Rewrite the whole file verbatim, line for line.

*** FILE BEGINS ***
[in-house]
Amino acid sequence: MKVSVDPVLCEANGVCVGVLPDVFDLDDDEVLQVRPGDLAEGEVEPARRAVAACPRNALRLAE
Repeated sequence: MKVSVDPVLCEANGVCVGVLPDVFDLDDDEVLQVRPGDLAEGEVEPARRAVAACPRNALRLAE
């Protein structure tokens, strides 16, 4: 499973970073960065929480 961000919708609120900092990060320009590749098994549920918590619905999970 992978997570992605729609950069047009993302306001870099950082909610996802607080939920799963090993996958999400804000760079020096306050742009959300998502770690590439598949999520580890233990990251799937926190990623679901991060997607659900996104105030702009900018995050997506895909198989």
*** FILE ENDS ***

[in-house]
Amino acid sequence: MKVSVDPVLCEANGVCVGVLPDVFDLDDDEVLQVRPGDLAEGEVEPARRAVAACPRNALRLAE
Repeated sequence: MKVSVDPVLCEANGVCVGVLPDVFDLDDDEVLQVRPGDLAEGEVEPARRAVAACPRNALRLAE
């Protein structure tokens, strides 16, 4: 499973970073960065929480 961000919708609120900092990060320009590749098994549920918590619905999970 992978997570992605729609950069047009993302306001870099950082909610996802607080939920799963090993996958999400804000760079020096306050742009959300998502770690590439598949999520580890233990990251799937926190990623679901991060997607659900996104105030702009900018995050997506895909198989």